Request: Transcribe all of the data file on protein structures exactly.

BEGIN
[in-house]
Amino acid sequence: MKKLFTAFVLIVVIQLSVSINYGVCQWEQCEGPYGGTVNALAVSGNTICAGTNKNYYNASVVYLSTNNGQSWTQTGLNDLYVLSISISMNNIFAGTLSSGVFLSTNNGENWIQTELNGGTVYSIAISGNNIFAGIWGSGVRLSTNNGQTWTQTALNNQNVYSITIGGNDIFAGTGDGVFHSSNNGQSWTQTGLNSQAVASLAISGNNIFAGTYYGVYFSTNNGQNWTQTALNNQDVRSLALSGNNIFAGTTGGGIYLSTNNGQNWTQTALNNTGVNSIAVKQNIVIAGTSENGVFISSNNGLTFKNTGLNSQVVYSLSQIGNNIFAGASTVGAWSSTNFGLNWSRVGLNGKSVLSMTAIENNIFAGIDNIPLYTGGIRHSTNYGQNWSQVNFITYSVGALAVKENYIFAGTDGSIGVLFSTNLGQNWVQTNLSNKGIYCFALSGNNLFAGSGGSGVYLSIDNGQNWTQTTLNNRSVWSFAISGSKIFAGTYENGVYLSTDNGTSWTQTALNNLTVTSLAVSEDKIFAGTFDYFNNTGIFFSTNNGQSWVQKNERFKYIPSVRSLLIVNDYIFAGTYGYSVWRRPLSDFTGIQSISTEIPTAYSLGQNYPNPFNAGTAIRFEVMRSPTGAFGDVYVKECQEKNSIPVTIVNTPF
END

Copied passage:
[in-house]
Amino acid sequence: MKKLFTAFVLIVVIQLSVSINYGVCQWEQCEGPYGGTVNALAVSGNTICAGTNKNYYNASVVYLSTNNGQSWTQTGLNDLYVLSISISMNNIFAGTLSSGVFLSTNNGENWIQTELNGGTVYSIAISGNNIFAGIWGSGVRLSTNNGQTWTQTALNNQNVYSITIGGNDIFAGTGDGVFHSSNNGQSWTQTGLNSQAVASLAISGNNIFAGTYYGVYFSTNNGQNWTQTALNNQDVRSLALSGNNIFAGTTGGGIYLSTNNGQNWTQTALNNTGVNSIAVKQNIVIAGTSENGVFISSNNGLTFKNTGLNSQVVYSLSQIGNNIFAGASTVGAWSSTNFGLNWSRVGLNGKSVLSMTAIENNIFAGIDNIPLYTGGIRHSTNYGQNWSQVNFITYSVGALAVKENYIFAGTDGSIGVLFSTNLGQNWVQTNLSNKGIYCFALSGNNLFAGSGGSGVYLSIDNGQNWTQTTLNNRSVWSFAISGSKIFAGTYENGVYLSTDNGTSWTQTALNNLTVTSLAVSEDKIFAGTFDYFNNTGIFFSTNNGQSWVQKNERFKYIPSVRSLLIVNDYIFAGTYGYSVWRRPLSDFTGIQSISTEIPTAYSLGQNYPNPFNAGTAIRFEVMRSPTGAFGDVYVKECQEKNSIPVTIVNTPF